What they had done, however, was to fix onto the shower spout a little mini water heater, like something you might find inside an electric kettle or a Keurig coffee maker.  It super-heats the water as it comes through the spout.  The result is:  a hot shower.

      Of course, the heating element runs on electricity.  You can actually see the wires running to it from the ceiling.  We had been warned never, ever, to touch it with wet hands because of the risk of electrocution. 

      I don’t know why, maybe I had gotten so used to it that I had stopped being conscious of it. 

      One morning, not thinking, I stuck my hand up to adjust the angle of the spout.  As my hand got within an inch or so, I felt a strange sensation.  The muscles in my hand and arm began twitching, vibrating back and forth like a plucked guitar string.

      Friends, I think that’s what Jesus means for us to feel in communion.  God’s love is powerful, so powerful it’s palpable.  When we get that close to it, and it begins to work within us, we should shake a little bit, shouldn’t we?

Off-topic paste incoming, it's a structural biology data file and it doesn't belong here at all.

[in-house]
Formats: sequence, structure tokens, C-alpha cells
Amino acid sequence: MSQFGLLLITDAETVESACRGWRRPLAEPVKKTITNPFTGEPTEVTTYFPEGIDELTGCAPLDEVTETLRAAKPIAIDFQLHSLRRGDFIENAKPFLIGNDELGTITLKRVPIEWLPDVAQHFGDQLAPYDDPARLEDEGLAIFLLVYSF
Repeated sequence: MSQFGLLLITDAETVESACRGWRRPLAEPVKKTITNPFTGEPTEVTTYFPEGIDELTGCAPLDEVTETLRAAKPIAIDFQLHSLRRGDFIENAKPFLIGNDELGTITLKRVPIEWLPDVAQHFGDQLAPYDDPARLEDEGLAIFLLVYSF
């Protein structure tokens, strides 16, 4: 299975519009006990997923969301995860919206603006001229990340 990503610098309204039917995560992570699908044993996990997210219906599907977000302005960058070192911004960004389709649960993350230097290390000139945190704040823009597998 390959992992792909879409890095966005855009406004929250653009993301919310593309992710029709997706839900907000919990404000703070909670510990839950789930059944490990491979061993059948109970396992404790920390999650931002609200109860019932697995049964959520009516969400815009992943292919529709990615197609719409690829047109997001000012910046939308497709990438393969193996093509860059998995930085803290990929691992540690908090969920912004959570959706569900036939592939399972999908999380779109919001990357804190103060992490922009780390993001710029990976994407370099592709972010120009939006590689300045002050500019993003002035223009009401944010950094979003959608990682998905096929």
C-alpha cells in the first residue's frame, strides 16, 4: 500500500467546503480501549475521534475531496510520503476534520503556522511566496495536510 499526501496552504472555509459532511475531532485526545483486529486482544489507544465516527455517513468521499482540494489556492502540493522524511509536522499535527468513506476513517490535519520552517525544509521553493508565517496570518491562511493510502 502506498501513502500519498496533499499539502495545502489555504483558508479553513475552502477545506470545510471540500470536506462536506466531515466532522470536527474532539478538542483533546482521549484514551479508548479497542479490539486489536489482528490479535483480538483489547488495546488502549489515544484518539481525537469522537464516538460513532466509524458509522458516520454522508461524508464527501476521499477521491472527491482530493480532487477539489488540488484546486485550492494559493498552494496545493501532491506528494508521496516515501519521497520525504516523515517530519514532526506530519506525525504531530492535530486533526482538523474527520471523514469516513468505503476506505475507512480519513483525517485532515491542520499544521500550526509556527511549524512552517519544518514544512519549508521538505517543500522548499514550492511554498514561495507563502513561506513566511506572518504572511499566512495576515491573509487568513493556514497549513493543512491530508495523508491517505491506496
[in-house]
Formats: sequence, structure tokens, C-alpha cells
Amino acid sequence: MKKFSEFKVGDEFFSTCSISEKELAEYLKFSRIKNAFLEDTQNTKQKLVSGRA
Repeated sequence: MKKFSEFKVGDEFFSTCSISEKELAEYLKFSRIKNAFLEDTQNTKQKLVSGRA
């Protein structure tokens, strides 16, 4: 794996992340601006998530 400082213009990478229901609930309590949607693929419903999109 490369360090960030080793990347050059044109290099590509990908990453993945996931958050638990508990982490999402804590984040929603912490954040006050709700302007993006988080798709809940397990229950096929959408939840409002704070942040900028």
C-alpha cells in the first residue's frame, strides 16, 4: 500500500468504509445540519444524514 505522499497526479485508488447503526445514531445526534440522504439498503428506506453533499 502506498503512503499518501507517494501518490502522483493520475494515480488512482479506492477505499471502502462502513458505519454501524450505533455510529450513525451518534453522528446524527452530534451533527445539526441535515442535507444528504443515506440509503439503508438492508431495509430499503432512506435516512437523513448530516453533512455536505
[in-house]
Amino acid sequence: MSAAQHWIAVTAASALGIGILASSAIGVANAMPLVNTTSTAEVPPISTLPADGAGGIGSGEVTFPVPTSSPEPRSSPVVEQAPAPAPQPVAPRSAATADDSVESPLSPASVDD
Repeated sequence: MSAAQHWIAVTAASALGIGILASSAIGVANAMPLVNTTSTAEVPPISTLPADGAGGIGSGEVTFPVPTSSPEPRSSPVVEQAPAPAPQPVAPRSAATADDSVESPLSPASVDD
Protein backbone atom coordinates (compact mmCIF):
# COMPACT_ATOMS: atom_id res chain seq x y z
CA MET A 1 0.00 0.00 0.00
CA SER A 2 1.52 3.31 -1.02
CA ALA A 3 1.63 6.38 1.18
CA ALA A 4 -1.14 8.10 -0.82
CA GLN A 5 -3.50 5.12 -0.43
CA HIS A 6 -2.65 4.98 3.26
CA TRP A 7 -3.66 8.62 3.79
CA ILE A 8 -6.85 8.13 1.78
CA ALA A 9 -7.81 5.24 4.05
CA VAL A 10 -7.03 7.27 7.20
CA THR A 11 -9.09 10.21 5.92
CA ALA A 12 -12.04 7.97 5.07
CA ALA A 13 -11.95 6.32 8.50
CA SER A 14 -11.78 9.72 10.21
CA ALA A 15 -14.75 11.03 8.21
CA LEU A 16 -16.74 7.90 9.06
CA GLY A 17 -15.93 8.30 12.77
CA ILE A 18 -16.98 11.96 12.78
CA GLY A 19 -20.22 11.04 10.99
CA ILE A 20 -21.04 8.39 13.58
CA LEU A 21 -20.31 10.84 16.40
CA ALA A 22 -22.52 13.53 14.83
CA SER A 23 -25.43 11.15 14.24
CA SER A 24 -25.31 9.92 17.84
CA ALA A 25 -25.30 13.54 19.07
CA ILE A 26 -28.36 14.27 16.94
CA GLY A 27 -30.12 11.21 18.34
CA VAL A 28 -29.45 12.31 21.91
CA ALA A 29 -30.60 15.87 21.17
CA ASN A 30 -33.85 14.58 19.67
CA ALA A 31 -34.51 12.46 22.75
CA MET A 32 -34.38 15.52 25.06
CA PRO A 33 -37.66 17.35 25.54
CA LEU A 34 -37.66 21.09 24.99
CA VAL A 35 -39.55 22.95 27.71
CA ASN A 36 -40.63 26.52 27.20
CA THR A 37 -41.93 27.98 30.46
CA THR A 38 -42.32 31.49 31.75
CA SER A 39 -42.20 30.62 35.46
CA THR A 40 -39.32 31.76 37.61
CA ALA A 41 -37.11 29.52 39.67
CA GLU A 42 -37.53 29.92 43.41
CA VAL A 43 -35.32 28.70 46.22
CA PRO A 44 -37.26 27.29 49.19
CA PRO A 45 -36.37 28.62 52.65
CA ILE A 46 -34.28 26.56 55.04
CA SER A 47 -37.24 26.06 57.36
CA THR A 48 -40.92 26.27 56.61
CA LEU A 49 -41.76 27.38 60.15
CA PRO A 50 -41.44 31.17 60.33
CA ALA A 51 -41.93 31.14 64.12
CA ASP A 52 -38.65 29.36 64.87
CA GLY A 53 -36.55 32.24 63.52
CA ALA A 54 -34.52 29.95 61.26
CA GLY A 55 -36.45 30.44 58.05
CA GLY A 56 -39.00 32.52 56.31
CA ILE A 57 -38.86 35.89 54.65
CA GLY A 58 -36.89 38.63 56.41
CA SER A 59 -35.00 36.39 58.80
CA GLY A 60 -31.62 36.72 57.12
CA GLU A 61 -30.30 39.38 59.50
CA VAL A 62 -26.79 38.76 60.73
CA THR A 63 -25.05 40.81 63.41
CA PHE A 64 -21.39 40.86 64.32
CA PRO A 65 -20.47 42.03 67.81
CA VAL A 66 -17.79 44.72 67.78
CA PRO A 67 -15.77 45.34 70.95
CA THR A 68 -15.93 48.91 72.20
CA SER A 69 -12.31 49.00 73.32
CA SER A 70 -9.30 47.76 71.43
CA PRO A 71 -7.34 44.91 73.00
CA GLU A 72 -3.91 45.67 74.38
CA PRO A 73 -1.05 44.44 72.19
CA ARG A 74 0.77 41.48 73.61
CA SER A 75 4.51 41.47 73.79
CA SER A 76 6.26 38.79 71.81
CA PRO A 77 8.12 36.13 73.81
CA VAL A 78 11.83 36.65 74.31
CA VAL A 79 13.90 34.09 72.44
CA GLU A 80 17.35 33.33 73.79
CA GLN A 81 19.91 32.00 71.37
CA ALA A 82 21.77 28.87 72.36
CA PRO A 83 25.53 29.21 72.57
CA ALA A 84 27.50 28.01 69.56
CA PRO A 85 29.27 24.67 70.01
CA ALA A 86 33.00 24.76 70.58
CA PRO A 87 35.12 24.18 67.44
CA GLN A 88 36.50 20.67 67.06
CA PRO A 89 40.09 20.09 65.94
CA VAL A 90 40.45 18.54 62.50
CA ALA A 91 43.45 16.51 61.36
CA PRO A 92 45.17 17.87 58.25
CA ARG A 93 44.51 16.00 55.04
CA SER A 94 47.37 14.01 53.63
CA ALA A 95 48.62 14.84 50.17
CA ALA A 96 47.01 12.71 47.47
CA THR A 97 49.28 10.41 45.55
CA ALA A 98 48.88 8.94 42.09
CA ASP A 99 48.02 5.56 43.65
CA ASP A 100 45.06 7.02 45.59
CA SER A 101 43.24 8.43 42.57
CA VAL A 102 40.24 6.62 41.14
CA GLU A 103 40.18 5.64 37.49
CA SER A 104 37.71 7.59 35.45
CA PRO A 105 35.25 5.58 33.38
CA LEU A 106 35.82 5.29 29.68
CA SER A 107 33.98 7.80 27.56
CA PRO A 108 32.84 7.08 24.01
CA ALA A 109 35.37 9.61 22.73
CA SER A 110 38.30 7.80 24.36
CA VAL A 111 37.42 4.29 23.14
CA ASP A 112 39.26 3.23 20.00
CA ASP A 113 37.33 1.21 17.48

That kind of electric experience can only happen when we’re open to it; when we focus our minds and hearts on the sensation of being filled with Jesus’ body and blood. 

      Calvin called this “Spiritual eating”.  When Jane and I ask you to “Lift up your hearts” that’s what we mean.  We lift them up so the Holy Spirit can pour the life and love of Christ into us.

      We need that – we need it regularly and we need it often.  You and I are a lot like those electric cars.  They can do marvelous things.  But if they run out of juice, they can’t do much at all.

      That’s how it is with you and me.  Day to day living has a way of draining us – draining our heart’s capacity to love.  We need to be refilled, recharged. 

      The next time we receive communion, let’s all do something a little different.  Picture yourself as a Tesla Model 3 that’s running low on power.  You’ve pulled into your SSPC recharging station to get plugged back into your source of life and love.

      Then let’s all be open to the electric jolt of being filled with God’s love, and let it carry us out onto the highways of the world to share that love with everyone we meet.

      Until it’s time to come back to get refilled.

      May it be so.


Last Published: August 21, 2018 11:30 AM